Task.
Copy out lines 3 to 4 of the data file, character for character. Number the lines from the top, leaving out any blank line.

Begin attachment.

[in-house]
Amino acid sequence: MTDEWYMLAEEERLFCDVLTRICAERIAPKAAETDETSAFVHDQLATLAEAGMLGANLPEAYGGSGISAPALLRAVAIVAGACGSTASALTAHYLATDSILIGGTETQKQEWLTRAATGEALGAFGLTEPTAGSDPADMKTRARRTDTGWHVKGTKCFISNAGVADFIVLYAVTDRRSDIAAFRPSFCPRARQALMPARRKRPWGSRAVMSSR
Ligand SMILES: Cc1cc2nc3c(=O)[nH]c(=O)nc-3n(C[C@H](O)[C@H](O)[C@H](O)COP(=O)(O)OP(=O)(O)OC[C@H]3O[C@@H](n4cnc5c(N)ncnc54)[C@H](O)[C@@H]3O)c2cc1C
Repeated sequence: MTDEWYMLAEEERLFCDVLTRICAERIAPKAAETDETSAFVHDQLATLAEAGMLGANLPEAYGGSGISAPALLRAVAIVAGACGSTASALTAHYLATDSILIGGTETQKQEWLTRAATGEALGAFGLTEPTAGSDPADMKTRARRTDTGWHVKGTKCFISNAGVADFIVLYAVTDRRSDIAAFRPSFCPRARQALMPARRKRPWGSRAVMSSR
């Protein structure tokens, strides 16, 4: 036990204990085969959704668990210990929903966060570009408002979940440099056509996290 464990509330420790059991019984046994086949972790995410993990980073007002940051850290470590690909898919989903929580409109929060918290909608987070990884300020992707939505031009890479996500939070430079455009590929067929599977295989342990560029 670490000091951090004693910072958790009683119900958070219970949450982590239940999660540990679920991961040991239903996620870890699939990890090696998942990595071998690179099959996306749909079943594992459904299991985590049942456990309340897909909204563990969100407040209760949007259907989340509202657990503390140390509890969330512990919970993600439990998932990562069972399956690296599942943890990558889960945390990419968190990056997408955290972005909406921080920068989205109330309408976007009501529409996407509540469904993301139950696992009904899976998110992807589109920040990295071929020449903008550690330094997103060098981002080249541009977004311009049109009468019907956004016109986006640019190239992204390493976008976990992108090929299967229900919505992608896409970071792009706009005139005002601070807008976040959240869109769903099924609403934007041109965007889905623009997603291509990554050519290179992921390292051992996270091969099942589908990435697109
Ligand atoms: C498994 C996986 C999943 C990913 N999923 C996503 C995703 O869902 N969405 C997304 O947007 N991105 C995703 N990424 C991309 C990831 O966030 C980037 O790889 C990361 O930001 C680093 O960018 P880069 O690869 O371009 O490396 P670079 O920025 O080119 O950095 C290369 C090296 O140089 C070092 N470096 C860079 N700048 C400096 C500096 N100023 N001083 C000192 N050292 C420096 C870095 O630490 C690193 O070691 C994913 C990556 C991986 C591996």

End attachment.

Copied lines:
Ligand SMILES: Cc1cc2nc3c(=O)[nH]c(=O)nc-3n(C[C@H](O)[C@H](O)[C@H](O)COP(=O)(O)OP(=O)(O)OC[C@H]3O[C@@H](n4cnc5c(N)ncnc54)[C@H](O)[C@@H]3O)c2cc1C
Repeated sequence: MTDEWYMLAEEERLFCDVLTRICAERIAPKAAETDETSAFVHDQLATLAEAGMLGANLPEAYGGSGISAPALLRAVAIVAGACGSTASALTAHYLATDSILIGGTETQKQEWLTRAATGEALGAFGLTEPTAGSDPADMKTRARRTDTGWHVKGTKCFISNAGVADFIVLYAVTDRRSDIAAFRPSFCPRARQALMPARRKRPWGSRAVMSSR